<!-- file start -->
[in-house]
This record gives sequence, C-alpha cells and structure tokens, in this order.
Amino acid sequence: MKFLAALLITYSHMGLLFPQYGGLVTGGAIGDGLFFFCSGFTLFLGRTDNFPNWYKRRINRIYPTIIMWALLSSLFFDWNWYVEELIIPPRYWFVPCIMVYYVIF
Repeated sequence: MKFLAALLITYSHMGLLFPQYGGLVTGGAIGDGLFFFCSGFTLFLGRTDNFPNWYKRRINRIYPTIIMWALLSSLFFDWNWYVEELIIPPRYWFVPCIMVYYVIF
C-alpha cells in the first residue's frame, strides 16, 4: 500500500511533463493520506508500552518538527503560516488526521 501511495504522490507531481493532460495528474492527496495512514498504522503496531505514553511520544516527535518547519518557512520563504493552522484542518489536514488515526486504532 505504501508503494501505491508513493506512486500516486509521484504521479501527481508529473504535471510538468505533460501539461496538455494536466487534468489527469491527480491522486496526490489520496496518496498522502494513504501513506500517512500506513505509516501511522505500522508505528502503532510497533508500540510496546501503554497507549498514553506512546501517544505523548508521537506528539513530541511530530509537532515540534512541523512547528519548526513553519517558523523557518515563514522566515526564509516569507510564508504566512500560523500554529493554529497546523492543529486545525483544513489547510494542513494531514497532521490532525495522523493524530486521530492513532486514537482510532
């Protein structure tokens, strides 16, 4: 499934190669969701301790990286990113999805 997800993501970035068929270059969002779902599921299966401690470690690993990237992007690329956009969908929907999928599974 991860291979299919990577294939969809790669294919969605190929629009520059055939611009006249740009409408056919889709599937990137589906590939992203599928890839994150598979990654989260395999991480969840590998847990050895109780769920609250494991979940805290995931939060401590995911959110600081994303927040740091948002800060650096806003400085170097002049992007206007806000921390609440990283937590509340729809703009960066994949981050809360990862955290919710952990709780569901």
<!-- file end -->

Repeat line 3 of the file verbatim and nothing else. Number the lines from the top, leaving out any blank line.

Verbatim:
Amino acid sequence: MKFLAALLITYSHMGLLFPQYGGLVTGGAIGDGLFFFCSGFTLFLGRTDNFPNWYKRRINRIYPTIIMWALLSSLFFDWNWYVEELIIPPRYWFVPCIMVYYVIF